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I try to stay out of my son’s personal non-academic life. Particularly his romantic life. For the parents of a teenager a certain amount of willful ignorance and plausible deniability is bliss. But as certain rites of passage roll around, it’s hard not to engage in a certain level of vicarious voyeurism.
One of the biggest milestones is prom. For months we would discretely inquire if he had made prom arrangements, particularly whether or not he had a date yet. After weeks of vague replies it became apparent that he was going to end up going stag. As regular readers will know, my son has a lot more going for him than I did at that age. But he still wasn’t able to close the deal for this year. Part of his reluctance may because he is gun shy. His date to last year’s prom ended up passing out on the dance floor from exhaustion (My son had fed her a full dinner beforehand and no alcohol had been consumed) and had to be rushed to the emergency room. That made the rest of the evening rather awkward.
This year, he blames his condition on his own choosiness and the protectiveness of the parents of the girls he knows. His school is nearly one-quarter Asian and the level of the classes he takes tends to skew that percentage even higher. In his Calculus BC class last year, there were only a couple of kids of entirely European heritage. Many of his fellow students are Generation 1 or 1.5 immigrants, meaning they were either born in the US or moved here as small children. They have been raised as Americans with all the cultural adaptations thereunto, but their parents were born and educated abroad and have brought with them a lot of old world attitudes. They are very protective of their daughters, which troubles me with what it reveals of how women are treated in their native culture. Keeping your little girl from going to prom with a guy is unnecessarily strict and in complete defiance of decades of American tradition.
But American mass-media bears some responsibility for enhancing these parents’ paranoia. Teen movies before and since John Hughes have focused on prom as the centerpiece of the high school experience. This is the night where all the drama, conflict, and romance of the school year culminate. At movie proms, if there is not a catfight, a romantic clinch, or a baby being delivered, it just hasn’t been a real party.
A recent Washington Post article noted the disturbing trend that girls’ expectations for prom invitation have come to exceed the effort most guys put into a marriage proposal. Fueled by silly MTV shows, guys are now expected to come up with unique and romantic methods of asking for a date which puts a lot on the line. If the approach crashes and burns, the guy is now totally exposed and out of the running for discretely moving onto his second choice. No girl wants to be somebody’s back-up plan. It becomes an all-or-nothing proposition.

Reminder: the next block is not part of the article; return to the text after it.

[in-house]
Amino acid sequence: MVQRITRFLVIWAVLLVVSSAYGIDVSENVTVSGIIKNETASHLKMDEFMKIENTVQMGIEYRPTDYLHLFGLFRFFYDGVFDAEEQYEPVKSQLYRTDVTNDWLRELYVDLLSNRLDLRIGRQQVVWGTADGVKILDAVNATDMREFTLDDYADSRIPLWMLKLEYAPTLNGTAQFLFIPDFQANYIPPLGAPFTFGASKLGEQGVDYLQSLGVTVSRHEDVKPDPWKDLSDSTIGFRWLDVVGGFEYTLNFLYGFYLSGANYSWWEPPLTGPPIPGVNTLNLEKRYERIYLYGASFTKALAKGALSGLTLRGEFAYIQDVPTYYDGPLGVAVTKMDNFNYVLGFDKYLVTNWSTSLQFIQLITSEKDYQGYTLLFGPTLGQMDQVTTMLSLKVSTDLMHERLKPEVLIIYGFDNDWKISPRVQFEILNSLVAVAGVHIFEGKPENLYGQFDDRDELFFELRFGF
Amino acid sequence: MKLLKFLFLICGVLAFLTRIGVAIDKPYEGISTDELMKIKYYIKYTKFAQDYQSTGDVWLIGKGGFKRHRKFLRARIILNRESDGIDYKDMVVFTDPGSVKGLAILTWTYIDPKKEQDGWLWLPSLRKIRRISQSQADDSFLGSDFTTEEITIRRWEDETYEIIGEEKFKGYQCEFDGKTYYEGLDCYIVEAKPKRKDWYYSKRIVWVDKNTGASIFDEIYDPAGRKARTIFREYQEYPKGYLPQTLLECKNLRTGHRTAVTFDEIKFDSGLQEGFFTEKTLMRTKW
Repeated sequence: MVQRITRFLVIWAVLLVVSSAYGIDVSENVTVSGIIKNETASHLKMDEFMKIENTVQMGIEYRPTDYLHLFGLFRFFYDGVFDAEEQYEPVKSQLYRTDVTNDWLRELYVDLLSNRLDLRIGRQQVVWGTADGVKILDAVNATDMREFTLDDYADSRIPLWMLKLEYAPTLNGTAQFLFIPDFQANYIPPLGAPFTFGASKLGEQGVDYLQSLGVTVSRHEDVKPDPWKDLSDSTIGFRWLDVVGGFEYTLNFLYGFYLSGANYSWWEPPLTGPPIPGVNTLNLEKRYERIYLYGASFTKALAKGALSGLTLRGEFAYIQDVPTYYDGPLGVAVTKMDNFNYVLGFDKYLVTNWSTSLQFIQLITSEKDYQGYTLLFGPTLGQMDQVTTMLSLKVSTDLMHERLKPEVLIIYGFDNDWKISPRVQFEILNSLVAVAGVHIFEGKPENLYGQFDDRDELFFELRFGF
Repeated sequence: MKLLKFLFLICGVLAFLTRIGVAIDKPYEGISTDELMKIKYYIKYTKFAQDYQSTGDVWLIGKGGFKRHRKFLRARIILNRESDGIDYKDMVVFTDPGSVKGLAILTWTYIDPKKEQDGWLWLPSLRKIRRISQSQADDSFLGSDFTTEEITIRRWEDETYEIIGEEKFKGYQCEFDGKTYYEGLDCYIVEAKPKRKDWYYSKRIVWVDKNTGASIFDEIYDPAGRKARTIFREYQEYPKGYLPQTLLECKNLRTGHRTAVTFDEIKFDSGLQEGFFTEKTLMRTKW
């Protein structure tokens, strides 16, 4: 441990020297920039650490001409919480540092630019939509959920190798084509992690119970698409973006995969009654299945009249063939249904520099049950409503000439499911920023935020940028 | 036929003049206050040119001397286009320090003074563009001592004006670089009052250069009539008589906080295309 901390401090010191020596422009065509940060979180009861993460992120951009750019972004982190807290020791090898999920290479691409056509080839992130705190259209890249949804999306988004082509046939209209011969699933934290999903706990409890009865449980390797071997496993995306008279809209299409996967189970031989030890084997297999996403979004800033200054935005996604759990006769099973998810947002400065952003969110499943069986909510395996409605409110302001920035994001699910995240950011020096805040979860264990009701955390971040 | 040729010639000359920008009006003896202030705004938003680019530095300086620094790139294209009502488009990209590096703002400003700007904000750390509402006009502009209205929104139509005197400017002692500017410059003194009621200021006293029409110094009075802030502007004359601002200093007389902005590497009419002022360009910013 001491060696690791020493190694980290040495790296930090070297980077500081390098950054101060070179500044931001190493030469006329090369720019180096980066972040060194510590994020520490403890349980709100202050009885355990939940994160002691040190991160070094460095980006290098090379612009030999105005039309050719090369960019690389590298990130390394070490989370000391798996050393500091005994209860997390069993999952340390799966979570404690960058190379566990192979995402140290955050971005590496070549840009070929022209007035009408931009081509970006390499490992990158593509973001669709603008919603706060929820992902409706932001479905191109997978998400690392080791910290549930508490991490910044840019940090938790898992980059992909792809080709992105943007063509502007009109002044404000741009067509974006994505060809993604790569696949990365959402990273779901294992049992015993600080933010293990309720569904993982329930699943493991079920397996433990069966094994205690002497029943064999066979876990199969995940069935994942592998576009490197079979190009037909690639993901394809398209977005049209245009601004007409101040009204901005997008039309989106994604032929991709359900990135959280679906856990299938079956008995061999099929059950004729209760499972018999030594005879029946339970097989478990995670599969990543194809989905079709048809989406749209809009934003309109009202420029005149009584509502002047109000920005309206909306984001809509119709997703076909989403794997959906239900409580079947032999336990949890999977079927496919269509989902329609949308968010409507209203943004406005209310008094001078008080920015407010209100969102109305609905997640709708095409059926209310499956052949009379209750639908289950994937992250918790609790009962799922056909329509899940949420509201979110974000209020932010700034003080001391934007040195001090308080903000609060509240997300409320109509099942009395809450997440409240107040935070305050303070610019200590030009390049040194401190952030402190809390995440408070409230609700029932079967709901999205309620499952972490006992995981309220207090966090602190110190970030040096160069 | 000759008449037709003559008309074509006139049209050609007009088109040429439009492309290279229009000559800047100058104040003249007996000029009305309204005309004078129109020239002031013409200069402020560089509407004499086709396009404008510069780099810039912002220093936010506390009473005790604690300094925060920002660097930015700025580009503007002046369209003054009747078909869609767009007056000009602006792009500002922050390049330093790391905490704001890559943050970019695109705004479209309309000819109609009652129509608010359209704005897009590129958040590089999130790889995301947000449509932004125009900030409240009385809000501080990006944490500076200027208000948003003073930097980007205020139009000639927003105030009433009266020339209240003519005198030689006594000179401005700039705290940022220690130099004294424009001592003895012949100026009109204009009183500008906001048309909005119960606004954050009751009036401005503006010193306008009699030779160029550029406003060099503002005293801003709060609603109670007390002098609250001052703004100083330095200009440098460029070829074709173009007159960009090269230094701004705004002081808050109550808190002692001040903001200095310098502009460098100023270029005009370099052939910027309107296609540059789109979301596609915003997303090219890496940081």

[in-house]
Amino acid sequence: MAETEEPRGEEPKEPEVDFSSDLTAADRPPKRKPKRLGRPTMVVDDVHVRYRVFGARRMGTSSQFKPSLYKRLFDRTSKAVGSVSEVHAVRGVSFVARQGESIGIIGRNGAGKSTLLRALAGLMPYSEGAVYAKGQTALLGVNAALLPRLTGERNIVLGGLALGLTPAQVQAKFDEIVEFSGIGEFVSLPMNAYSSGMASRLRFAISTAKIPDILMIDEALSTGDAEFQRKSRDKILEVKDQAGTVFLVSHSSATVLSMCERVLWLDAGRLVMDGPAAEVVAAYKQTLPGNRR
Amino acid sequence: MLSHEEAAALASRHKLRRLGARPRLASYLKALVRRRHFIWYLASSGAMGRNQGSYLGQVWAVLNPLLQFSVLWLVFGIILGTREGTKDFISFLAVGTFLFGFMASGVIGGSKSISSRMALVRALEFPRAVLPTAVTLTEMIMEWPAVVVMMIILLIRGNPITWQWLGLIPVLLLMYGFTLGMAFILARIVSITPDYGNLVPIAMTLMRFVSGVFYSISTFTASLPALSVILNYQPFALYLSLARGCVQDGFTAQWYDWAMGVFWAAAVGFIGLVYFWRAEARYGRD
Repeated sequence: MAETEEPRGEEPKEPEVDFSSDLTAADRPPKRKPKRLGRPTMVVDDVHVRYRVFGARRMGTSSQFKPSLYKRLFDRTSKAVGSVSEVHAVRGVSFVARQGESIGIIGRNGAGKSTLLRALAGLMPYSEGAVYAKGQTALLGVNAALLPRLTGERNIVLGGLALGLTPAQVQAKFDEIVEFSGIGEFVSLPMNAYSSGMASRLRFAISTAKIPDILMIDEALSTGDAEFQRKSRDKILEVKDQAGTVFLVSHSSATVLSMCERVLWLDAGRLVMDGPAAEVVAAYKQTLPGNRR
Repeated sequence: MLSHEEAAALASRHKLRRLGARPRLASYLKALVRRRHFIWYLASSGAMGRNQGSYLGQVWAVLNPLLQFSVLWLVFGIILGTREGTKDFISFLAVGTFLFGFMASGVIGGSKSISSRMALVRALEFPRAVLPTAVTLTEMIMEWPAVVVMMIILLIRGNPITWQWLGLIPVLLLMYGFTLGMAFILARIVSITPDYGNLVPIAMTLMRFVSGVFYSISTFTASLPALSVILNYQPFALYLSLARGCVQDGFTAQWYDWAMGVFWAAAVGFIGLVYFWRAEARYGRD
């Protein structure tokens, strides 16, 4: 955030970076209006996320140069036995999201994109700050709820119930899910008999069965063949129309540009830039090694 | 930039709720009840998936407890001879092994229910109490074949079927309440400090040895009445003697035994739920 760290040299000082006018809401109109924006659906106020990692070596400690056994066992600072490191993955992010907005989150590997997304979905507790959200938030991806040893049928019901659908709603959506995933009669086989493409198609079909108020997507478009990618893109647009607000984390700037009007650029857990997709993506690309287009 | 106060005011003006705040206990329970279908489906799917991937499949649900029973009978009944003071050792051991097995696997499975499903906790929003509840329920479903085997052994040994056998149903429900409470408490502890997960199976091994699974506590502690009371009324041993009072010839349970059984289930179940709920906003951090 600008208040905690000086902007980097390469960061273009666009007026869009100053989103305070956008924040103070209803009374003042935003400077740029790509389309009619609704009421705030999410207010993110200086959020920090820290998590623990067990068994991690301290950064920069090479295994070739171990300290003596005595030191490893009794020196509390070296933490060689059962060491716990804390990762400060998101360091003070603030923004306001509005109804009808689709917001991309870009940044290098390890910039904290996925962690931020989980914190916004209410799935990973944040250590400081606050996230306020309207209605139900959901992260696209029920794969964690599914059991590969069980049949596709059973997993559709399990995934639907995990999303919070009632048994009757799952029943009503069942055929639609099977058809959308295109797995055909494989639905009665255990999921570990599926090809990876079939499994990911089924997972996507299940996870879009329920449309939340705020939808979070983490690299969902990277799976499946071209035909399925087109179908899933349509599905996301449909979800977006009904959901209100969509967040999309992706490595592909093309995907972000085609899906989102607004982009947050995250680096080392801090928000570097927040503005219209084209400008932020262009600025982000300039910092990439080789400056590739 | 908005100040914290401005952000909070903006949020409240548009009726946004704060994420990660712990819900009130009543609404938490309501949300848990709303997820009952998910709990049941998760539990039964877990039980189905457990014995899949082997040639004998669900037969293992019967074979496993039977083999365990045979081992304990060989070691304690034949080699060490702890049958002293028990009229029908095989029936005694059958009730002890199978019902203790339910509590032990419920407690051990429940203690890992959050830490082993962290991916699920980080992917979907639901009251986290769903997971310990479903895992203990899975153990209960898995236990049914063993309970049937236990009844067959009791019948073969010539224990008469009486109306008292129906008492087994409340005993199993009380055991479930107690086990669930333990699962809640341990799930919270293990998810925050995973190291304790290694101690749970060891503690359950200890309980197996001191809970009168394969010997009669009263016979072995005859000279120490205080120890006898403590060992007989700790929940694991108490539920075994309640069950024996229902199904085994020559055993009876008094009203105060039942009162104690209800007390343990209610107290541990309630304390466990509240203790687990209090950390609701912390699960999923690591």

Likewise, guys’ expectations for prom night have also been raised to traditional wedding night levels. Prom has become National Get Lucky Night. Even back in my day there were always rumors of rented motel rooms and all night beach parties where clothes and inhibitions were bound to be abandoned. But today that expectation has risen to ridiculous levels. Since girls don’t even pretend to wait until the wedding night anymore, prom has now become the focal point for even the most demure girls that haven’t crossed the bridge into sexual activity already.
In order to fight the perceived perils of prom night many schools are now organizing very elaborate after-prom parties to keep these hormonally charged kids busy until daylight when presumably the risk of procreative activity subsides. I know of one private school that gives away a sports car as a door prize. Never mind that the winner usually has something as good or better in his garage already.
Last week we got a mass e-mail from the principal asking parents to not host private after-prom parties since the PTA goes to a lot of trouble and expense to rent out a local mega-fitness center. That’s not my son’s idea of a good time. Instead, he is having a half-dozen (or maybe more) of his equally unlucky in love friends over for a massive video game extravaganza. We are temporarily moving all the available audio-visual outlets to the living room so we can have multiple rounds of Smash Brothers running at once.
And isn’t having a good time with your friends to mark a milestone in your high school career what prom night should really be about?
BlatantCommentWhoring™: Is prom completely out of control, or am I a victim of fuddy-duddiness? How did your prom compare to the modern version?